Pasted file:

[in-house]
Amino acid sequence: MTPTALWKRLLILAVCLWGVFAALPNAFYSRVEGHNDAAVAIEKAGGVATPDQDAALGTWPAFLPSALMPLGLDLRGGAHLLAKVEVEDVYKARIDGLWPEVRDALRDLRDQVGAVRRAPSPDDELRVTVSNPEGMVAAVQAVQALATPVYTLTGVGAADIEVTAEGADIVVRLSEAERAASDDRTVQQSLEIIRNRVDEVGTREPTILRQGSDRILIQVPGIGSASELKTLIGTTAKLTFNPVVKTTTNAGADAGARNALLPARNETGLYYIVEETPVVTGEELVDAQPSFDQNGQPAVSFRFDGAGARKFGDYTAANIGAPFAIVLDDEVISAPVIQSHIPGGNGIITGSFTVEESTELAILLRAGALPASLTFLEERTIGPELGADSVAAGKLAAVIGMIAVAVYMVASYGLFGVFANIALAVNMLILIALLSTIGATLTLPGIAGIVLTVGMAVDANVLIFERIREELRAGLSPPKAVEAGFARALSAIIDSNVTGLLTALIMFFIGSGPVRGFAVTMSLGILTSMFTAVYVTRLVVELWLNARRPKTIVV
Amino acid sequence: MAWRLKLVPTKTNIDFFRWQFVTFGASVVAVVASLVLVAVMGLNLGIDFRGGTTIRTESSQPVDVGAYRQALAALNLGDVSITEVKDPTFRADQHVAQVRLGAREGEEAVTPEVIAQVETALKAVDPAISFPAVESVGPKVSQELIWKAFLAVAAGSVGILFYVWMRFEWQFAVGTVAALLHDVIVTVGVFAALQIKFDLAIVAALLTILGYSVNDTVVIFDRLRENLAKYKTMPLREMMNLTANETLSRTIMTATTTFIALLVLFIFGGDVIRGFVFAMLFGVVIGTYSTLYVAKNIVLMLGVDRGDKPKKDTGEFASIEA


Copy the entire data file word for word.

[in-house]
Amino acid sequence: MTPTALWKRLLILAVCLWGVFAALPNAFYSRVEGHNDAAVAIEKAGGVATPDQDAALGTWPAFLPSALMPLGLDLRGGAHLLAKVEVEDVYKARIDGLWPEVRDALRDLRDQVGAVRRAPSPDDELRVTVSNPEGMVAAVQAVQALATPVYTLTGVGAADIEVTAEGADIVVRLSEAERAASDDRTVQQSLEIIRNRVDEVGTREPTILRQGSDRILIQVPGIGSASELKTLIGTTAKLTFNPVVKTTTNAGADAGARNALLPARNETGLYYIVEETPVVTGEELVDAQPSFDQNGQPAVSFRFDGAGARKFGDYTAANIGAPFAIVLDDEVISAPVIQSHIPGGNGIITGSFTVEESTELAILLRAGALPASLTFLEERTIGPELGADSVAAGKLAAVIGMIAVAVYMVASYGLFGVFANIALAVNMLILIALLSTIGATLTLPGIAGIVLTVGMAVDANVLIFERIREELRAGLSPPKAVEAGFARALSAIIDSNVTGLLTALIMFFIGSGPVRGFAVTMSLGILTSMFTAVYVTRLVVELWLNARRPKTIVV
Amino acid sequence: MAWRLKLVPTKTNIDFFRWQFVTFGASVVAVVASLVLVAVMGLNLGIDFRGGTTIRTESSQPVDVGAYRQALAALNLGDVSITEVKDPTFRADQHVAQVRLGAREGEEAVTPEVIAQVETALKAVDPAISFPAVESVGPKVSQELIWKAFLAVAAGSVGILFYVWMRFEWQFAVGTVAALLHDVIVTVGVFAALQIKFDLAIVAALLTILGYSVNDTVVIFDRLRENLAKYKTMPLREMMNLTANETLSRTIMTATTTFIALLVLFIFGGDVIRGFVFAMLFGVVIGTYSTLYVAKNIVLMLGVDRGDKPKKDTGEFASIEA